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John E. Marriott Web Series Exposes Wildlife Issues

February , 2016


By Lynn Martel

One of Canada’s premier wildlife photographers, John E. Marriott recently launched a brand new documentary-style, no-holds-barred web series tackling the most timely and controversial issues facing Canadian wildlife. Lynn Martel interviews Marriott about the impetus behind the web series and why he’s hoping to inspire people to take action.


EXPOSED with John Marriott.

“Just 15 metres from the middle of this road,” says Canmore-based wildlife photographer John E. Marriott, as he walks from the centre line of northern BC’s Stewart Cassiar Highway to the rough grass on the shoulder, “right here, I can shoot a grizzly bear. How’s that for fair chase and ethical?”

With that provoking scene, on January 21, 2016, Marriott launched his new web series, EXPOSED with John E. Marriott, a documentary-style, straight-shooting web series tackling wildlife issues in Canada and beyond.

It was the first of 17 episodes that will air in 2016, each running from six to 20 minutes in length, covering topics that are both provocative and inspiring, ranging from his favourite locations to how-to tips for aspiring photographers. The main episodes are being released every three weeks, shorter segments more frequently. 

The meat of the series, however, are the episodes that tackle some tough and unsavory subject matter, including BC’s current laws that allow trophy hunting of grizzly bears, and Alberta’s controversial wolf cull program.

One of Canada’s premier wildlife photographers for the past two decades, Marriott’s images have appeared in National Geographic and Canadian Geographic magazines, as well as five best-selling Canadian photography books.

The series, Marriott said, is designed to challenge viewers to examine the ethics around current wildlife conservation and management policies, and to hopefully engage and inspire people to take action.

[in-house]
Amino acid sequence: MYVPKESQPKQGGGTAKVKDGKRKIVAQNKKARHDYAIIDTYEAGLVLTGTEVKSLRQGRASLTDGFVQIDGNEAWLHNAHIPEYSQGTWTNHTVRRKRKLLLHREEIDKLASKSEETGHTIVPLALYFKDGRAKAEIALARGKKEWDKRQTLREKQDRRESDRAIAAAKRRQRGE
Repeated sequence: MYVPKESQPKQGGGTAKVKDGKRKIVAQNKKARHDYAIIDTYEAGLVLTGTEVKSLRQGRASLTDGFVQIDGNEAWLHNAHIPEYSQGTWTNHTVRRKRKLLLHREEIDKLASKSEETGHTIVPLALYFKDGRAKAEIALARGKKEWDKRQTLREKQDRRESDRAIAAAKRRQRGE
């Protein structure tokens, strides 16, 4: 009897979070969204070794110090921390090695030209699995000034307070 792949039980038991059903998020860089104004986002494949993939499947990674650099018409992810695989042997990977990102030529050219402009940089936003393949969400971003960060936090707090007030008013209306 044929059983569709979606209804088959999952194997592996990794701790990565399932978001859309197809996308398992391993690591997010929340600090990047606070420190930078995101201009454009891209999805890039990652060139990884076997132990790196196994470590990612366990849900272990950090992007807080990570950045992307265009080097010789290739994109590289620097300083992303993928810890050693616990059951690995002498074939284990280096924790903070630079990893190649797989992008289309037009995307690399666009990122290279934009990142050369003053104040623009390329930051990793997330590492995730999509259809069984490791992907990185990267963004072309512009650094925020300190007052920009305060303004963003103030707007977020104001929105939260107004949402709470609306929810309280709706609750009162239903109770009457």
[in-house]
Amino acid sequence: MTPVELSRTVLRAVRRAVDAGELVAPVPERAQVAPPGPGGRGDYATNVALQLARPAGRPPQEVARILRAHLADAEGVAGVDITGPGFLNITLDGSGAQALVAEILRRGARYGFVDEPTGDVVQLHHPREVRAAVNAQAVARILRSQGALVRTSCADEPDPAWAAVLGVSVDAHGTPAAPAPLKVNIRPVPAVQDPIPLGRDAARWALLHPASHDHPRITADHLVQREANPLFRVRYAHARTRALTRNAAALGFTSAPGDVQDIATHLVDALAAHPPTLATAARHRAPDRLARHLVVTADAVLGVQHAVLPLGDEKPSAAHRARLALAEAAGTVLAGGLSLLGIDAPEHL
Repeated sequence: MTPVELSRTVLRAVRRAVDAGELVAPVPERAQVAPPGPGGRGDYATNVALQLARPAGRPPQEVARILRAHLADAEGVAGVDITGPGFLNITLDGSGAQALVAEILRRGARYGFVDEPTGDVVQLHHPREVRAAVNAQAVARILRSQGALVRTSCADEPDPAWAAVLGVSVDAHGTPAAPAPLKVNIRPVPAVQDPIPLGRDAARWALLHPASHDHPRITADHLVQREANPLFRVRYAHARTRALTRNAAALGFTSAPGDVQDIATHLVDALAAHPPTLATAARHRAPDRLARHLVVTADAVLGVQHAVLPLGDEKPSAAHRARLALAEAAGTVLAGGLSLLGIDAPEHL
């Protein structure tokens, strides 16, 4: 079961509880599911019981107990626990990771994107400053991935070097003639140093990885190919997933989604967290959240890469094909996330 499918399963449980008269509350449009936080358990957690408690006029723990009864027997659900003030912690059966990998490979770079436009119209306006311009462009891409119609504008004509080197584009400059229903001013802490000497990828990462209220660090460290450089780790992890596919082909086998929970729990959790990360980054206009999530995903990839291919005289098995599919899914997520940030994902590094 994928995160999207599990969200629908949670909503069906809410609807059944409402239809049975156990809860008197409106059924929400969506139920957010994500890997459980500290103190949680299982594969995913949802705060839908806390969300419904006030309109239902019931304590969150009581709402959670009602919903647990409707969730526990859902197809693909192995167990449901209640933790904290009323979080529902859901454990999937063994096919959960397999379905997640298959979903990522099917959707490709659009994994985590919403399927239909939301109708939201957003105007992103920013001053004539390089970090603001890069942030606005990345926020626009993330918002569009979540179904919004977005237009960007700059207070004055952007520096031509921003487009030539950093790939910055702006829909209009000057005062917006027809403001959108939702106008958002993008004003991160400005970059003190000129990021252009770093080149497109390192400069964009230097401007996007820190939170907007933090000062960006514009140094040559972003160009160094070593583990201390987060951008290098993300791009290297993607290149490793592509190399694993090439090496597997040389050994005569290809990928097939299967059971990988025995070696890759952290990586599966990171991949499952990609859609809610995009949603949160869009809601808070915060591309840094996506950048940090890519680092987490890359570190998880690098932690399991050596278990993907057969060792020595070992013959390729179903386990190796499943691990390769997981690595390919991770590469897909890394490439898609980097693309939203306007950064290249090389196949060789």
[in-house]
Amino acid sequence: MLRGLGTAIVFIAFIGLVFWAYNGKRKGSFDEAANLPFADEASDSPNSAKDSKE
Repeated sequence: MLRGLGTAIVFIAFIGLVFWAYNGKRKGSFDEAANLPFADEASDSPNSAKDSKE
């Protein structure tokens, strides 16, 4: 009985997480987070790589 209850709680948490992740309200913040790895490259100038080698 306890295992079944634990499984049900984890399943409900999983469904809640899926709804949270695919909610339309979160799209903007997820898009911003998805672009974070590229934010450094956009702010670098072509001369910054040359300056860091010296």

“There is a lot of injustice out there when it comes to how we protect our wildlife and I wanted to do something about it,” Marriott said. “EXPOSED deals with these injustices in a very raw and honest way. I’m not going to pull any punches.”

An upcoming hard-hitting episode will tackle Alberta’s wolf cull, currently being conducted by poison and shooting from helicopters.

“In the last 10 years in Alberta, we’ve spent $2 million a year killing 1,000 wolves, and it’s not even working,” Marriott said. “I think a lot of people are going to be upset to learn that, in 2016, we’re still poisoning wolves. Wolves just fill in the gaps. They maintain their population based on prey supply.”

The web series grew from a conversation three years ago with Kim Odland, president of Edmonton-based KO Productions, with whom Marriott has partnered to create EXPOSED.

“I’m now at a point in my career where I’m comfortable enough I’m willing to be outspoken,” Marriott said.

Taking issue with the BC government’s carefully selected language, Marriott suggests, “Let’s call it what it is. When we go out and shoot grizzly bears, we’re killing them. We’re slaughtering them, we’re murdering them. We’re not harvesting them.”

A key point, he adds, is that while most who hunt moose or deer in BC do so to put food on the table, people don’t eat grizzly bear meat. They simply take the hide and skull and make a trophy as a rug or wall hanging.

“It’s strictly trophy hunting, and that is what I’m so strongly against with this hunt,” Marriott says.

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Author of two books of adventure and nine mountain biographies, Lynn Martel explores the Canadian Rockies backcountry by skis, boots, camera and the written word.

The views and opinions expressed in the articles on are those of the author and do not necessarily reflect the views or opinions of the editor, the editorial team or the publishers.